Dissonance Cover Img Front


Fifteen-year-old Allie Grant lives crippled by her illness. Though kept in isolation, she’s never alone: A spirit named Song lurks in the silence of her bedroom.

When Song reveals its dark nature on the night of her recital, the show ends in tragedy. Verging on death, Allie’s taken in by an uncle she’s never met.

Julian claims to be a Muse with power over music and answers that’ll heal her. The cure she needs is rare, requiring of him a difficult sacrifice. Allie soon suspects her uncle has a secret that’ll turn her world around.

But with days left to live, she might fade without learning the truth…like the finishing chord of a song.

I know I’ve been talking about Dissonance and publishing it–forever. But now it’s really happening, guys! I have a book cover, designed by the lovely Syd. I want to share with you the full cover because the whole thing is beautiful! Check the featured image!

PLEASEBEDONEEEEI spent hours awake designing the interior file for a print book. I figured out how to make fancy chapter pages. Now I’ve only got to write the Acknowledgements, and there will be so many people to thank…I’m afraid many won’t make it into the book, but let me use this moment to say thank you.

Some people have read through all five drafts of the book. Some came along as it was near completion. At one point in 2014 I sent the first five chapters to an agent–who in the end told me it sounded too much like a romance novel, even though it’s YA–but that’s when Heather became my beta and wound up helping shape the whole thing.

There are the inkies who’ve stayed with me, and the GTW people, and everyone in my street team. The new friends I met in Brett’s beta chatroom. (He’s been pretty cool, letting me sabotage his team like that. :D)

There’s Syd and Kristia and Gabrielle. Phil, Rachel Lynn, Jennifer Cahill, Kelly. Kate Sparkes, who helped me understand what I’m doing!

Finally, my family–mom, dad, Christian–who’ve been there for everything, even the Carpal Tunnel surgeries. Who’ve hugged me when I felt discouraged and reminded me that no matter what, they’d be there. They’ve been waiting for me to publish the book for a long time, so it feels nice to finally show them a cover!

There are so many people who’ve helped keep me sane that I need to sit down and take note of all of you. If I haven’t mentioned you here, it’s because I don’t want the post to get too long. There’ll be another post for that!

A cover reveal is not the final chapter, but the beginning of a new book, so I have a lot to say. Let me sum it up for now: Thank you. 

Check back in the next few days. I might accidentally drop an Amazon link!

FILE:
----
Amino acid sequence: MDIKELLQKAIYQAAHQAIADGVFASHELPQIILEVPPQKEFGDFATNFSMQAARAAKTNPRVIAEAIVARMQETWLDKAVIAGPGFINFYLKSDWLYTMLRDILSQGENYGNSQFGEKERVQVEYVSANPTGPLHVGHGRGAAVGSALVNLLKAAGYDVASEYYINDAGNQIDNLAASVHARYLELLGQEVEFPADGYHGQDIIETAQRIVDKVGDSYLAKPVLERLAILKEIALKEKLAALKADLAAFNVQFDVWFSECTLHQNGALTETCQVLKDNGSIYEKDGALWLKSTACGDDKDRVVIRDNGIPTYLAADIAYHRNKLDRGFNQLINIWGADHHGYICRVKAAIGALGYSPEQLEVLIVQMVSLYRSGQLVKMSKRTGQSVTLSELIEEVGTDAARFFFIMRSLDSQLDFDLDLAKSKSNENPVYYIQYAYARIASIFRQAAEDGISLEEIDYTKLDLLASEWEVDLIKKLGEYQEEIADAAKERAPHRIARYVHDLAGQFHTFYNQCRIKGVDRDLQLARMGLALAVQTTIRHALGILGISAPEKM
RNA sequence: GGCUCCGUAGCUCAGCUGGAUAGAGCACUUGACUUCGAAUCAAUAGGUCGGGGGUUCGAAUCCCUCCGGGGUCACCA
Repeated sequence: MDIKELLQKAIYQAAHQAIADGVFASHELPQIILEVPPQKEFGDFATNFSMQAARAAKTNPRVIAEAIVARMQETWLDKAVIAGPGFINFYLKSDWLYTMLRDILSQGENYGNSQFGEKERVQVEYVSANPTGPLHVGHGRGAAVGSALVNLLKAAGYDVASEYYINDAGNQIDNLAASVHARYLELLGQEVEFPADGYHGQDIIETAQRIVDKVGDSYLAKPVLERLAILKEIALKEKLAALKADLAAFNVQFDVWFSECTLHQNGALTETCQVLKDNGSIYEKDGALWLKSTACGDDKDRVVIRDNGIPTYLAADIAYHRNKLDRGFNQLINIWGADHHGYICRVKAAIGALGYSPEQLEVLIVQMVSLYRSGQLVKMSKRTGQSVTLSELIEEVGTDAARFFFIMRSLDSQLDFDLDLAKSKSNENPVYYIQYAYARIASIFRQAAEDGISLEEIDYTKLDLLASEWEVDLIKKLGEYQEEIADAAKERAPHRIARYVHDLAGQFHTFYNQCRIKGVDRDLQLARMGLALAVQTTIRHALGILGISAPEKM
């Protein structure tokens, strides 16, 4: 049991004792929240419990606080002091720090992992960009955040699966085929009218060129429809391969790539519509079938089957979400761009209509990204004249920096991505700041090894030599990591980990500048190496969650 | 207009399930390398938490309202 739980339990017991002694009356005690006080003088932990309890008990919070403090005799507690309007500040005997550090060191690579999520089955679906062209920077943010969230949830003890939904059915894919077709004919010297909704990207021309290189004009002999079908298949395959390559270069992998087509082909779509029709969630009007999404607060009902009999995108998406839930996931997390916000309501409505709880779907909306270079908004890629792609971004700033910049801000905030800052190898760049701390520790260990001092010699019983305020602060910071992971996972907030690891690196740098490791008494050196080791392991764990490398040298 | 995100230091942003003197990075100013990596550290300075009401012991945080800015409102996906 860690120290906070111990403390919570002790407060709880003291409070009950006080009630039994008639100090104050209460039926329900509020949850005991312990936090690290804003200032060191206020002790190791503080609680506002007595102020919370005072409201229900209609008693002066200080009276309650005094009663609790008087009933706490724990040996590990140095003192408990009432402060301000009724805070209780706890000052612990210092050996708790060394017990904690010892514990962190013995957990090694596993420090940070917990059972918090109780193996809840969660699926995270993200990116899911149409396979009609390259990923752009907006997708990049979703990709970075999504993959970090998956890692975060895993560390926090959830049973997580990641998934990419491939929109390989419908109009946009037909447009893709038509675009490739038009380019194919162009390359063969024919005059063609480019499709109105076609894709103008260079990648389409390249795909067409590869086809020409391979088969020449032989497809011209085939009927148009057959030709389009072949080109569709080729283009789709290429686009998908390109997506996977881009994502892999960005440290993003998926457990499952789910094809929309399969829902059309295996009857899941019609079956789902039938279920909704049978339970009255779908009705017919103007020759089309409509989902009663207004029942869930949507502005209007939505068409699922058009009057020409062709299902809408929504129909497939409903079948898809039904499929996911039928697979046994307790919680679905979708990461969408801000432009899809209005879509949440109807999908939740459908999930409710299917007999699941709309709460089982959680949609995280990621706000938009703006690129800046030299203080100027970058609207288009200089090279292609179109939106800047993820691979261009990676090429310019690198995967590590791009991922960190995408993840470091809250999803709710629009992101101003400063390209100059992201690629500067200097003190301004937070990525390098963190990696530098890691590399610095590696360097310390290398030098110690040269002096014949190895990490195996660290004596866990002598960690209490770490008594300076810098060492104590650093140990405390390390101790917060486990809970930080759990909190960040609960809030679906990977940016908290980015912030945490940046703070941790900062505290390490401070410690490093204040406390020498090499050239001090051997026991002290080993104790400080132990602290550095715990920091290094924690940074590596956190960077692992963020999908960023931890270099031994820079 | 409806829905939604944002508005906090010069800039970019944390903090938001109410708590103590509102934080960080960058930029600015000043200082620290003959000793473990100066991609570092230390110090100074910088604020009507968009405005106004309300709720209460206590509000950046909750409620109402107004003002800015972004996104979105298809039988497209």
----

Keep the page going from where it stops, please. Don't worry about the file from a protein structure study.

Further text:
the cover reveal’s in 2 days. thanks, guys!

I have a book cover reveal coming up in two days, and I just want to thank everyone who’s volunteered to help me. Honestly, when I first decided to self-publish, it had been painted to look like such a bleak and lonely path…but I met some wonderful people who changed my perspective on that entirely.

People all over the world have volunteered to use their blogs and facebook walls to help me reach as many people as possible. I know even two or three views of the beautiful cover Syd designed, that’s a potential audience. The only thing that bothers me is that I can’t reach out and hug you all. Just know I am so grateful that you’re helping me kick off my career, even if it’s just a cover reveal.

The book isn’t out till hopefully late June. Hopefully.

As you know if you’ve been following my blog, setting release dates got me into a lot of trouble. When I was unable to publish on the 12/13/14 release date, I fell into a horrible slump…I felt like I’d let someone down–myself, at any rate. I felt like walking away from the whole project. But with the coming of spring, I’m back in action.

That’s what I get for trying to take control of a project that, from the beginning, is only possible because of God. He gave me the gift of writing, the story I’m telling, and all these amazing friends who’ll be helping me.

And while a cover reveal is by no means the end of this project, it’s one of the final steps to getting it published. This story is finally going to have readers. Even if there aren’t thousands, a handful of people who like the story will be enough for me.

To everyone who’s stood by me with this project from beginning to end–thank you for believing in me and offering your time–to hear me complain, to give me advice, to tell me things will work out. I’ll still need all of you after the 19th. Love you guys! There are so many of you to thank. After the 19th I’m going to dedicate a post to all of you, so the world will know how awesome you are.

I really, truly wouldn’t be brave enough to do this alone.

So thank you. And to my readers, I hope you stick around on the 19th–and share the cover on social media, if you can. Every bit helps. Hopefully this will be the first cover reveal of many.

Heather Says:

I have a beta reader named Heather. (Who had an epic summer and went to Spain. Visit her blog here!)

There should be more beta readers like her in the world. I’m so lucky that she’s agreed to read through my manuscript three times, and is willing to do a fourth.

Also I’m really glad she likes the book, too, which means she’s able to appreciate the characters almost as much as I do.